4. Jim Thomas, Key West, Fla.
A professional duck guide, Thomas has hunted on Florida's Lake Okeechobee for three decades. He shoots mostly ringnecks with a smattering of bluebills, redheads, canvasbacks and wigeon. In years past, he mainly hunted open hydrilla flats, where he put out decoy spreads numbering 200 or more blocks.
But today conditions have changed, and so have Thomas's methods of hunting these birds. "The big hydrilla flats are mostly gone, and the large rafts of ducks that fed on them have dispersed into smaller openings in the marsh," he explains. "Also, hunting pressure has increased dramatically."
Now, Thomas depends on good scouting to find where ducks want to be, and then he sets up in that exact spot. "It's easier to hunt decoy-shy birds if you go to them instead of trying to make them come to you," he says. In so doing, Thomas uses a small spread—as few as six decoys. "These decoys are freshly painted; they look good," he says. "Also, I don't use magnums. I want something that looks exactly like real ducks on the water."
5. Dr. Bobby Cox, Ipswich, S. Dak.
A waterfowl biologist with the U.S. Geological Survey, Cox is also a fanatical duck hunter. In recent years, he has seen mallard behavior on the prairies change—a result, he is convinced, of increased hunting pressure.
"Now mallards are more herdish," he explains. "They are acting like snow geese, resting and feeding in huge concentrations. There are fewer small flights and stragglers than there used to be—birds you can work."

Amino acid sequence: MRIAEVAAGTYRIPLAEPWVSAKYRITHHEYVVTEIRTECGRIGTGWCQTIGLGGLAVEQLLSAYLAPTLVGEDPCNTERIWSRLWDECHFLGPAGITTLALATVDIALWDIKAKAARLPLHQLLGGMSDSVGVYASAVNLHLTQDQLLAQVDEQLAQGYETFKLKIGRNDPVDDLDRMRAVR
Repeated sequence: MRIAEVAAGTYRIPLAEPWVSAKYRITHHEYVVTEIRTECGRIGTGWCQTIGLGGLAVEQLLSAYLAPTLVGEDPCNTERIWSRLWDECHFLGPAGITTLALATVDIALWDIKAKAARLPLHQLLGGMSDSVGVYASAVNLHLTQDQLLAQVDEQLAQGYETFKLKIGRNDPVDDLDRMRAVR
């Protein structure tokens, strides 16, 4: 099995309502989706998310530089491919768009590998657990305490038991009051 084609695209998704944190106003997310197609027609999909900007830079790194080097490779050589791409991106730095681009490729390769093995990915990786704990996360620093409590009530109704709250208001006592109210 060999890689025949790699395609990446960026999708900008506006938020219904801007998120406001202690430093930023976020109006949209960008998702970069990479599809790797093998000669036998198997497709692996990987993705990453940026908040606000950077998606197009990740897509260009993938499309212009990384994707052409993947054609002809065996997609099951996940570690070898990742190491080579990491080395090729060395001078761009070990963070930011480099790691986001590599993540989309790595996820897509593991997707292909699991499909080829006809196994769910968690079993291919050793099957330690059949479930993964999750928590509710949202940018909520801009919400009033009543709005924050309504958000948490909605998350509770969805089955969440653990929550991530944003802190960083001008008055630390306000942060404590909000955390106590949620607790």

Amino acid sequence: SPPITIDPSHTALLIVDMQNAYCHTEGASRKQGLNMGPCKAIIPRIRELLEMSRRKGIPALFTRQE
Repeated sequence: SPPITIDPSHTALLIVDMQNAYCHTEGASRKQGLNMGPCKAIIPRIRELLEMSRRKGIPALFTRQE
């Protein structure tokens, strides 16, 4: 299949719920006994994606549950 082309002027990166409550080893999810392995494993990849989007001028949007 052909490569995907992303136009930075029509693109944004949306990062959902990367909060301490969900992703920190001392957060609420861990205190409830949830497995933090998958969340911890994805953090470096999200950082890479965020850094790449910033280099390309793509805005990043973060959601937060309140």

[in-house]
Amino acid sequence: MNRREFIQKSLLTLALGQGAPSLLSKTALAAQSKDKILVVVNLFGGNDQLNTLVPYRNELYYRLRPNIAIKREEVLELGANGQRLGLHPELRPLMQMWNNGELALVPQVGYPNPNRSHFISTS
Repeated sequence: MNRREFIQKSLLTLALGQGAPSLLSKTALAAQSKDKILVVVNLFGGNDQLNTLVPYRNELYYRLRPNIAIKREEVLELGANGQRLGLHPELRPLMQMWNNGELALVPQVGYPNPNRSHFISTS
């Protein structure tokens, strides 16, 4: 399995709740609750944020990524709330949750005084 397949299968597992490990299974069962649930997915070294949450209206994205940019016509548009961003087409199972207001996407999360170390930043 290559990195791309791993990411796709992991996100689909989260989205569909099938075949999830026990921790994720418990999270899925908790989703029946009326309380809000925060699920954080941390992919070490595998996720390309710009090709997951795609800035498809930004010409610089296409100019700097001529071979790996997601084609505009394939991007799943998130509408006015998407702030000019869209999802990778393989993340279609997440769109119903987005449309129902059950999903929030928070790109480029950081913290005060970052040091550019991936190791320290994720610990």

Cox is careful not to disturb the big bunches of ducks. Instead, he sets up in small satellite wetlands between resting and feeding areas. He typically hunts alone, setting out as many decoys as he can pack to a hunting site. "Two bags of decoys are better than one," he says. Cox sets these in a J-hook formation off the bank in the middle of the pond. Then he hides in a coffin blind or a circle of hog wire that is brushed with local vegetation.
Cox says some hunters make the mistake of jumping ducks huddled next to the lee bank and then throwing their decoys out where the birds flushed. "Usually the ducks will land in the middle of the pond and swim to the lea bank, so that is where I set my spread," he explains.
Cox avoids using spinning-wing decoys on heavily pressured ducks. The only motion he adds is a jerk-string on calm days. His calling style is equally restrained. "I only blow four- and five-note greeting calls—no single quacks or feeding chuckles," he says. "If ducks are locked and coming, I stay quiet unless they show signs of pulling away. Then I'll blow a three-note series to regain their attention and keep them coming.